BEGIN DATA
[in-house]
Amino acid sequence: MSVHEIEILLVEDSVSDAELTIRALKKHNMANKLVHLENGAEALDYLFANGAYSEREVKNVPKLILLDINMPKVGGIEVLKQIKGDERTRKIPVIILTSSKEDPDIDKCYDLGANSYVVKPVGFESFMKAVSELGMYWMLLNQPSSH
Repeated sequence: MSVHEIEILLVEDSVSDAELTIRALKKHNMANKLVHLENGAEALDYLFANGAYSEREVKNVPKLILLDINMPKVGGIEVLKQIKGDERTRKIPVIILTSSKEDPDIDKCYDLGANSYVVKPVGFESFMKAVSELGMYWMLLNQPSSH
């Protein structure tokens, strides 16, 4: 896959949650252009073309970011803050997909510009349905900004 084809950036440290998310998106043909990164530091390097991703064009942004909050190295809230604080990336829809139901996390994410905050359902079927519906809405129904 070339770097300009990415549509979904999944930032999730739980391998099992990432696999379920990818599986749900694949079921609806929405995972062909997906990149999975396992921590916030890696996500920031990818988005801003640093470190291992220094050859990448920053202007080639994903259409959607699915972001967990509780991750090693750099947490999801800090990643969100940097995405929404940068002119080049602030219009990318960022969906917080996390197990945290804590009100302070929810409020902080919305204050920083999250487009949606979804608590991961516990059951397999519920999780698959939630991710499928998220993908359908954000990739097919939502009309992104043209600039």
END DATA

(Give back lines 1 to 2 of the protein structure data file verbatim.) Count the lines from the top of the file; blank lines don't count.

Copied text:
[in-house]
Amino acid sequence: MSVHEIEILLVEDSVSDAELTIRALKKHNMANKLVHLENGAEALDYLFANGAYSEREVKNVPKLILLDINMPKVGGIEVLKQIKGDERTRKIPVIILTSSKEDPDIDKCYDLGANSYVVKPVGFESFMKAVSELGMYWMLLNQPSSH